Southern Elephant Seal

Males of this species are massive - the largest of all seals. Southern elephant seals can also dive deeper than other species, down to 1600 m (5250 ft). Thanks to a highly efficient respiratory system, these seals are capable of diving for up to two hours without surfacing, nor do they suffer the ‘bends’ when they head back up to the surface from the depths of the ocean.

Like northern elephant seals, these southern elephant seals gather on flat beaches to breed in spring. The males arrive first to stake out their territories, and may stay on the beaches for the next two months without feeding. Pregnant females arrive at the breeding ground a few weeks later. A male will try to mate with females as they move up the beach into his territory, even though they have not yet given birth. Mating does occur after the young Southern elephant seal are born, and during this time a male will battle to keep rivals away from his harem. However, when males are occupied in fighting, females may move between harems. Once the pups are weaned, they must fend for themselves, with the females mating again before returning to sea. On a small beach, all the females may be controlled by a single bull, called a beach master.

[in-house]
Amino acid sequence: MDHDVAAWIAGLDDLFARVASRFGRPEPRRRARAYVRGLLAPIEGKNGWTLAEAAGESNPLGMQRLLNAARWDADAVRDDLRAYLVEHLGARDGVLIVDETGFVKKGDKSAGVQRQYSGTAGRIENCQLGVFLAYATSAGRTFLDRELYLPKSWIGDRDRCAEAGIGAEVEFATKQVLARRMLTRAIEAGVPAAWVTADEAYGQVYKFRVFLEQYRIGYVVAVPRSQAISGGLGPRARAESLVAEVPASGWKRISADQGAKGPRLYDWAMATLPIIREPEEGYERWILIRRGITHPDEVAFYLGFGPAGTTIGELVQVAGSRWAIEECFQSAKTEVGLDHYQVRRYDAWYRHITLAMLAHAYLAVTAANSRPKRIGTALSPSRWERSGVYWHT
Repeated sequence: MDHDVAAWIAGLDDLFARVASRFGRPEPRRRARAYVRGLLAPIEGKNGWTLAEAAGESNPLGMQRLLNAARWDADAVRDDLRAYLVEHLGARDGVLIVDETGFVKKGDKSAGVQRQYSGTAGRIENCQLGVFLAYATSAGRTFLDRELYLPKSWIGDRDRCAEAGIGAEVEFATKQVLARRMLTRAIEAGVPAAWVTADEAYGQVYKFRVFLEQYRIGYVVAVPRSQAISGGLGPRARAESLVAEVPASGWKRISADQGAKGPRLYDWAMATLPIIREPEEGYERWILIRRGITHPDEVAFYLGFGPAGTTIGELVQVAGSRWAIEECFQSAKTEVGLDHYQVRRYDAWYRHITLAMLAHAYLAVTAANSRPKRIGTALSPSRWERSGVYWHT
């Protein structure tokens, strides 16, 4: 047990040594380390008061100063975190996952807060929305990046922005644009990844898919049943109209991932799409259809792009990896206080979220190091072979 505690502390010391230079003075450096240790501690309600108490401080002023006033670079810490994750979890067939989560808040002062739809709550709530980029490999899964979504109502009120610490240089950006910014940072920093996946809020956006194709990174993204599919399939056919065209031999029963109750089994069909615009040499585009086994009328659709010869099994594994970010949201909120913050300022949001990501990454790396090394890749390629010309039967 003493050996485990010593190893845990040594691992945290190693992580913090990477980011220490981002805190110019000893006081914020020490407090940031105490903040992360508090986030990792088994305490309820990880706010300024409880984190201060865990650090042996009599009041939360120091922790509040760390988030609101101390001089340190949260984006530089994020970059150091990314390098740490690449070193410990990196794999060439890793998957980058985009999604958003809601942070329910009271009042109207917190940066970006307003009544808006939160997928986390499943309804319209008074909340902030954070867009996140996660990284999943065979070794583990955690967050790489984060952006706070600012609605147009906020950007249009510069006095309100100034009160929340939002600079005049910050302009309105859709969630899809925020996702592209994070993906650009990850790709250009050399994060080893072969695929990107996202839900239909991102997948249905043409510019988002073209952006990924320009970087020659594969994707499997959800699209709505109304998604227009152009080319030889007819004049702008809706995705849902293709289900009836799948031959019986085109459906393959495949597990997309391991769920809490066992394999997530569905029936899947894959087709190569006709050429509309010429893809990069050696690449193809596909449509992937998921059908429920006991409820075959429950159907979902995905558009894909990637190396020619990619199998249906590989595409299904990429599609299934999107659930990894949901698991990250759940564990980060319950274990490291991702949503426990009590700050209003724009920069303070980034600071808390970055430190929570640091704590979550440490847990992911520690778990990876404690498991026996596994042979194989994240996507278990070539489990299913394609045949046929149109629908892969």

Distribution: Circumpolar in the southern hemisphere. Major breeding grounds are the Falklands, South Georgia and southern South America; Macquarie and neighbouring islands; Kerguelen and Heard.

Habitat: Beaches, dunes and rocky shores.

Weight: 500 - 3500 kg (1102 - 7716 lb); males are much bigger.

Length: 200 - 690 cm (79 - 270 in).

Maturity: Females 2 - 4 years; males 3 - 6 years but unlikely to breed before 10

Gestation Period: About 266 days; embryonic development only starts 3 months after fertilization.

Breeding: 1; weaning occurs by 23 days.

Diet: Mainly squid, but also take fish such as deep water sharks.

Lifespan: Up to 23 years.

Status: Common.

Head shape

The massive, trunk-like structure on the head of males explains their common name.


This appears very red, sometimes creating the impression of bleeding.


Both sexes are dark grey, slightly lighter in colour on the underparts.


A thick layer of blubber lies under the skin. This fat provides insulation and can be metabolized as food.


Females southern elephant seal and offspring are only together on land, and nearly half of all pups do not survive their first year at sea.